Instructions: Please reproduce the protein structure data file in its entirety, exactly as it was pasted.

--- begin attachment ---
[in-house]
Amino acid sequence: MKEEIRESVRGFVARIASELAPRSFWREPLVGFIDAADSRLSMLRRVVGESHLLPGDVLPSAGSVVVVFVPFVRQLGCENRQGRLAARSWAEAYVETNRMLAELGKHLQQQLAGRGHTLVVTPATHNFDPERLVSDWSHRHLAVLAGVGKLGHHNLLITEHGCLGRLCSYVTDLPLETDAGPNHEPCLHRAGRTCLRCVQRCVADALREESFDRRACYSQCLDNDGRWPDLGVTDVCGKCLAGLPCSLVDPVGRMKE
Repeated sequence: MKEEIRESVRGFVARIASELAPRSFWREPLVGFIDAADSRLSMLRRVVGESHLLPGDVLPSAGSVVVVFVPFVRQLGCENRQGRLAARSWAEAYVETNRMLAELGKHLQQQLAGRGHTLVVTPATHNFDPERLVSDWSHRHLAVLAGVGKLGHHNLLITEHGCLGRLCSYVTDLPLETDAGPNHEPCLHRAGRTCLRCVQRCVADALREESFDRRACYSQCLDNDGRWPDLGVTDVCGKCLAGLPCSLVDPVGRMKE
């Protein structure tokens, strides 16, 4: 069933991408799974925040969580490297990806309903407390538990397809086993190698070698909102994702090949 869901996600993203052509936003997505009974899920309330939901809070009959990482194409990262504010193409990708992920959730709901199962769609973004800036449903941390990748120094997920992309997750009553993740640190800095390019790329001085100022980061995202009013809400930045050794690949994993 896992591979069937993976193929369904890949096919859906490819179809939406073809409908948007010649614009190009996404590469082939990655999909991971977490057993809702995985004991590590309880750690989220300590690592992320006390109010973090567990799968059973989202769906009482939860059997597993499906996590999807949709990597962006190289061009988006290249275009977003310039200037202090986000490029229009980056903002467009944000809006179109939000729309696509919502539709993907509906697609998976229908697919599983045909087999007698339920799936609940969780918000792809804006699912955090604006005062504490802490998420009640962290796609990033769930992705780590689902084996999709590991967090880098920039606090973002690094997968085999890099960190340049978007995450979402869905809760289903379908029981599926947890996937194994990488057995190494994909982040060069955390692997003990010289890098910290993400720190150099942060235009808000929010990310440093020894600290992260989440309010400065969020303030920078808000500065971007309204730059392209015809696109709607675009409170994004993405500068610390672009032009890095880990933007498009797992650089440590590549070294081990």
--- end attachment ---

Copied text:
[in-house]
Amino acid sequence: MKEEIRESVRGFVARIASELAPRSFWREPLVGFIDAADSRLSMLRRVVGESHLLPGDVLPSAGSVVVVFVPFVRQLGCENRQGRLAARSWAEAYVETNRMLAELGKHLQQQLAGRGHTLVVTPATHNFDPERLVSDWSHRHLAVLAGVGKLGHHNLLITEHGCLGRLCSYVTDLPLETDAGPNHEPCLHRAGRTCLRCVQRCVADALREESFDRRACYSQCLDNDGRWPDLGVTDVCGKCLAGLPCSLVDPVGRMKE
Repeated sequence: MKEEIRESVRGFVARIASELAPRSFWREPLVGFIDAADSRLSMLRRVVGESHLLPGDVLPSAGSVVVVFVPFVRQLGCENRQGRLAARSWAEAYVETNRMLAELGKHLQQQLAGRGHTLVVTPATHNFDPERLVSDWSHRHLAVLAGVGKLGHHNLLITEHGCLGRLCSYVTDLPLETDAGPNHEPCLHRAGRTCLRCVQRCVADALREESFDRRACYSQCLDNDGRWPDLGVTDVCGKCLAGLPCSLVDPVGRMKE
């Protein structure tokens, strides 16, 4: 069933991408799974925040969580490297990806309903407390538990397809086993190698070698909102994702090949 869901996600993203052509936003997505009974899920309330939901809070009959990482194409990262504010193409990708992920959730709901199962769609973004800036449903941390990748120094997920992309997750009553993740640190800095390019790329001085100022980061995202009013809400930045050794690949994993 896992591979069937993976193929369904890949096919859906490819179809939406073809409908948007010649614009190009996404590469082939990655999909991971977490057993809702995985004991590590309880750690989220300590690592992320006390109010973090567990799968059973989202769906009482939860059997597993499906996590999807949709990597962006190289061009988006290249275009977003310039200037202090986000490029229009980056903002467009944000809006179109939000729309696509919502539709993907509906697609998976229908697919599983045909087999007698339920799936609940969780918000792809804006699912955090604006005062504490802490998420009640962290796609990033769930992705780590689902084996999709590991967090880098920039606090973002690094997968085999890099960190340049978007995450979402869905809760289903379908029981599926947890996937194994990488057995190494994909982040060069955390692997003990010289890098910290993400720190150099942060235009808000929010990310440093020894600290992260989440309010400065969020303030920078808000500065971007309204730059392209015809696109709607675009409170994004993405500068610390672009032009890095880990933007498009797992650089440590590549070294081990």